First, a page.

Throughout your life, you have been careful to watch the company you keep. So watchful, that the company you left behind included Harry Belafonte, Maya Angelou, and Alan Alda who referred to you as a Black prince.
You surrounded yourself with the likes of Wynton Marsalis and Bill Clinton who asked to sit in the back at your funeral out of respect for your work during the civil rights movement.
He even boasted, “I would proudly ride [in] the back of Ossie Davis’ bus any day.” Over time, they were privy to the multiple dimensions of your craft, which is to use entertainment as rebellion towards oppression.
Before you were known as Ossie, you were born Raiford Chatman Davis in Cogdell Georgia on December 18, 1917. As the oldest of five children, your dad, a railroad engineer, and mom nicknamed you Ossie due to your mother’s pronunciation of your initials, R.C. After three years at Howard University in Washington D.C., you left to pursue your calling from the performing arts world.
However, in 1942, the United States entered World War II, and you answered another call by enlisting in the army. In your four years of service, you continued entertaining by writing and acting in shows for the troops until you were honorably discharged. During your short run in the Broadway debut, Jeb, you found yourself in good company once again when you met your future wife Ruby Dee.
From the 1950s through the 1960s you held a solid television and film career which eventually blossomed into writing the Broadway musical, Purlie Victorious. While many actors are content with steady acting roles, you were eager for much more.
Hand in hand with Ruby, you were both masters of ceremonies during the 1963 March on Washington. You helped to raise money for the Freedom Riders when its members were arrested for violating segregation laws, and later wrestled with the federal court to ensure voting rights for African Americans.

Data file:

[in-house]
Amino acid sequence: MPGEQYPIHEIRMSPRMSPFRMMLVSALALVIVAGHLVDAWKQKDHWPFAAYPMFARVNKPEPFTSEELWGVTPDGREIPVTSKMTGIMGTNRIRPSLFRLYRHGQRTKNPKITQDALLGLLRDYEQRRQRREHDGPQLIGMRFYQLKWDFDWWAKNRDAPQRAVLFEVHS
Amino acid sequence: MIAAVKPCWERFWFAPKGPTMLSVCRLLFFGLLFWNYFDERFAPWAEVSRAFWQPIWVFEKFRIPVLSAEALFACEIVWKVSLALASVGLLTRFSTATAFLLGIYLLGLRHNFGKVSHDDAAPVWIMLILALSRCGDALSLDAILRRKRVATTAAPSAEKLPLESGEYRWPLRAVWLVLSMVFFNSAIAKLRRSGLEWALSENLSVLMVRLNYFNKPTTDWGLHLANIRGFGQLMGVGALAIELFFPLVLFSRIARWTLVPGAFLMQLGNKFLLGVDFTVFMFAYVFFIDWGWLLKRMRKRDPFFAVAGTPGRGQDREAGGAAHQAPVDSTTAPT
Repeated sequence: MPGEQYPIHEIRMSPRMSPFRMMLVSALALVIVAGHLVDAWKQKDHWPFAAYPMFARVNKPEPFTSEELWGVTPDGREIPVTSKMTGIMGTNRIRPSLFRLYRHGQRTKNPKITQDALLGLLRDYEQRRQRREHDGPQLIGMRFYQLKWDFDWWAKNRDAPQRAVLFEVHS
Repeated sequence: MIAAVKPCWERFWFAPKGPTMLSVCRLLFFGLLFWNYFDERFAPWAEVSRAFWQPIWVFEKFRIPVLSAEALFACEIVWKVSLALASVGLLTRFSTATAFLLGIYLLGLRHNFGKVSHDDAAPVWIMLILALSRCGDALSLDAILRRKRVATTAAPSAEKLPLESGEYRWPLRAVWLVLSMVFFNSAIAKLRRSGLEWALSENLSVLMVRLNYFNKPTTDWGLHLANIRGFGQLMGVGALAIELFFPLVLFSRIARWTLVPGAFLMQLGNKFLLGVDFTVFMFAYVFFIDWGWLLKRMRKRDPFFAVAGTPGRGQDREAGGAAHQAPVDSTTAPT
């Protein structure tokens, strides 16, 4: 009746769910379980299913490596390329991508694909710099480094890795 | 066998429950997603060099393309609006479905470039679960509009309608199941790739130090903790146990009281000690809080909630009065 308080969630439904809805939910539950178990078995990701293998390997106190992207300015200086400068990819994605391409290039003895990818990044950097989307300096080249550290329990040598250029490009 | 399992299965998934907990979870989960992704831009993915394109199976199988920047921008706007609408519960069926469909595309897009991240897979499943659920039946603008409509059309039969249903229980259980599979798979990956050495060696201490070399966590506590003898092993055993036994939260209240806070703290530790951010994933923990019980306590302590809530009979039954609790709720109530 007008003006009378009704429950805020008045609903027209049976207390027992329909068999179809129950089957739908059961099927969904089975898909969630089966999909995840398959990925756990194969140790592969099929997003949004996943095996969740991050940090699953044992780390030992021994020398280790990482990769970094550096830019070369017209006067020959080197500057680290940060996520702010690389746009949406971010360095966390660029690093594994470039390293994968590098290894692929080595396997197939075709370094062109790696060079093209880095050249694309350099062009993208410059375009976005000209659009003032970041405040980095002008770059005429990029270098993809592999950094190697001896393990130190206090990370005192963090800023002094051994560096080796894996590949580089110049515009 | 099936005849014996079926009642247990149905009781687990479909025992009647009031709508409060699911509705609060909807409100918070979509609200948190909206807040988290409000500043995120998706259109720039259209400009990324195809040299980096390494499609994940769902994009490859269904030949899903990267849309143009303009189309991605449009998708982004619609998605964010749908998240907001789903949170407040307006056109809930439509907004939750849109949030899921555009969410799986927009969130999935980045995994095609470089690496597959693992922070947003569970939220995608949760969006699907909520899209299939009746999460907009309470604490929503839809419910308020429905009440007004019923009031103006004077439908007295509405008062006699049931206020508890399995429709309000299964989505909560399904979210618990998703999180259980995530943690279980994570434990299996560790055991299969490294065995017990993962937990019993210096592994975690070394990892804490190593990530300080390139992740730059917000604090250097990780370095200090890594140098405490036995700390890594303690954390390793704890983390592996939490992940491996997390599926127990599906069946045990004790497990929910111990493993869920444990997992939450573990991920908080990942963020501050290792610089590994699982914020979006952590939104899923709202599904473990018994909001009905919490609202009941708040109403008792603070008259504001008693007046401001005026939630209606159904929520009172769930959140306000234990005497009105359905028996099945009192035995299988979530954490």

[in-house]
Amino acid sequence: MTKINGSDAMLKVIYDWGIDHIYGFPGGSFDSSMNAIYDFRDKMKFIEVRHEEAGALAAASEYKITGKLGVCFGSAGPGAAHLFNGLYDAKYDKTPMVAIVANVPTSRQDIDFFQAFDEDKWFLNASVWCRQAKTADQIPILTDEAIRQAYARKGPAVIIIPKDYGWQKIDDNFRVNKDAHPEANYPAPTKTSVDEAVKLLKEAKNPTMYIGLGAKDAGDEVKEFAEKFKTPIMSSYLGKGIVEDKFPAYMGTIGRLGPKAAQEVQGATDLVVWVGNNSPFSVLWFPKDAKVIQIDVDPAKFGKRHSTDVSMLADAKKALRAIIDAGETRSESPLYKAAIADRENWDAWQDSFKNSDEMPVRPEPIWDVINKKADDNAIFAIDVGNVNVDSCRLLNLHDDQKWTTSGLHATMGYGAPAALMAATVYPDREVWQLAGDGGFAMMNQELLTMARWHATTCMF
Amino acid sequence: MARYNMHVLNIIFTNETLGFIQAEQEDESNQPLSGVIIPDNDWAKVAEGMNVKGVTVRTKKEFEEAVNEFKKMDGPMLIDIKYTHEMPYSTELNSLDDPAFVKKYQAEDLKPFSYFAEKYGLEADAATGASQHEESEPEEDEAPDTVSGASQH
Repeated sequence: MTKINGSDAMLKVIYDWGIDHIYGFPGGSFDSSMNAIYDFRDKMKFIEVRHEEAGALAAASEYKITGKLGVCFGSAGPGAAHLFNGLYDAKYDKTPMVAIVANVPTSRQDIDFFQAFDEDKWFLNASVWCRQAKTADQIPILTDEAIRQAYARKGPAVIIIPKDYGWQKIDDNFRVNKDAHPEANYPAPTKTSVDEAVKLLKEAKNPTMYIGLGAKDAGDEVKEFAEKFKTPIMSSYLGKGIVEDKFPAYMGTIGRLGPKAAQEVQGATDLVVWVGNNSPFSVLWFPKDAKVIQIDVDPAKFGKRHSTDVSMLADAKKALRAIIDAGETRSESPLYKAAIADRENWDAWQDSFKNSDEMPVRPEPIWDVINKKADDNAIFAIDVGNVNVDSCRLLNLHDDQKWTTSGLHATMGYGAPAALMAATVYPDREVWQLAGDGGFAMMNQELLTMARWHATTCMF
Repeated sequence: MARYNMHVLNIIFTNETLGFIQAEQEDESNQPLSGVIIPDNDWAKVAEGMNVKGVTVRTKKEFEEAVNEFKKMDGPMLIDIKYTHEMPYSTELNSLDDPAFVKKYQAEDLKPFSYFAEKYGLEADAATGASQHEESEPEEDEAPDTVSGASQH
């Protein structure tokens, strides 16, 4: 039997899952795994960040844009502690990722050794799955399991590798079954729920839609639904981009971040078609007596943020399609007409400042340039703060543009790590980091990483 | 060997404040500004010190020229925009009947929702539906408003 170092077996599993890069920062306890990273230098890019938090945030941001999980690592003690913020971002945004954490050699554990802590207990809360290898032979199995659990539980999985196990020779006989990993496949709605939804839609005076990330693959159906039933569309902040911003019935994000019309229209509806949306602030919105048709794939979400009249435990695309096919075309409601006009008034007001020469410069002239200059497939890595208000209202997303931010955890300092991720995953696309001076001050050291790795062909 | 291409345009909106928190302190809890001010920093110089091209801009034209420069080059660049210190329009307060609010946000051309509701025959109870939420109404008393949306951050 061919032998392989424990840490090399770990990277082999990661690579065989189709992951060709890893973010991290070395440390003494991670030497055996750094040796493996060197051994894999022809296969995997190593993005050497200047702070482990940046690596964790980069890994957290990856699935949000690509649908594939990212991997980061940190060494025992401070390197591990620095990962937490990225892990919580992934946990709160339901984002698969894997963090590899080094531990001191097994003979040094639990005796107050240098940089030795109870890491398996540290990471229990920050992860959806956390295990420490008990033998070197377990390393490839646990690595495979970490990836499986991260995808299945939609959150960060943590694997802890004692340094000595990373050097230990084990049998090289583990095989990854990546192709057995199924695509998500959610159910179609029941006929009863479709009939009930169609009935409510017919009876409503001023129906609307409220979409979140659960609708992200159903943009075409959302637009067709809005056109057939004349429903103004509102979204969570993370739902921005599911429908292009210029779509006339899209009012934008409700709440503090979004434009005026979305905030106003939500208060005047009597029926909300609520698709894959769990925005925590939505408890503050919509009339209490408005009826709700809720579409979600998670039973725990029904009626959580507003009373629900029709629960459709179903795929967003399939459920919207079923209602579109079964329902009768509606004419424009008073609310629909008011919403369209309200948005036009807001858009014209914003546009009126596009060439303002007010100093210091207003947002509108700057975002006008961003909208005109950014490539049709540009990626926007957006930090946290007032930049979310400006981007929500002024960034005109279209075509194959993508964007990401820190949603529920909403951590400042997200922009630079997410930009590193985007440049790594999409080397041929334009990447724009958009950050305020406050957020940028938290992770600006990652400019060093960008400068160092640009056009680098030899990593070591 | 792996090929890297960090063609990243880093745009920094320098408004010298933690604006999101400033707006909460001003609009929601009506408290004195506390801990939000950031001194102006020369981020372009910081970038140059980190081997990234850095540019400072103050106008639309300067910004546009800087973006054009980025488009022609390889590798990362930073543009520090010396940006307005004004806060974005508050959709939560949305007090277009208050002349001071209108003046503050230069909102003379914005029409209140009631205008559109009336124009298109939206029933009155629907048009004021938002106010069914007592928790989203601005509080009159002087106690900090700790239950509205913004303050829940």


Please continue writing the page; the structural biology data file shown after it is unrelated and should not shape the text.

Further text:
You chose to go beyond the common expectation of just witnessing history. Instead, you were an active participant, advocating for the type of change from which future generations would benefit.
Mr. Davis, you added directing and producing to your resume in the 1970s and started the production company, Third World Cinema, to assist fresh talent from the African American and Puerto Rican filmmaking community.
In Spike Lee’s Do the Right Thing and Jungle Fever, young audiences got a glimpse of your raw talent and ability to bring characters to life from opposite ends of the spectrum. Though you received numerous awards such as the National Medal of Arts, the 2000 Screen Actors Guild and Life Achievement Award, I suspect the 50th anniversary of your marriage to your equally-talented wife was one of the most rewarding accomplishments. I also suspect that your death of natural causes at 87 left an overwhelming emptiness in Ruby that echoes in the hearts of the African-American community, whose members considered your relationship an impressive example of Black love.
You worked closely with Martin Luther King Jr. and delivered the eulogy at Malcolm X’s funeral because you were a part of a movement whose impact we are still feeling today.
You were a change agent who inspired a nation of freedom riders, and with sincerest gratitude,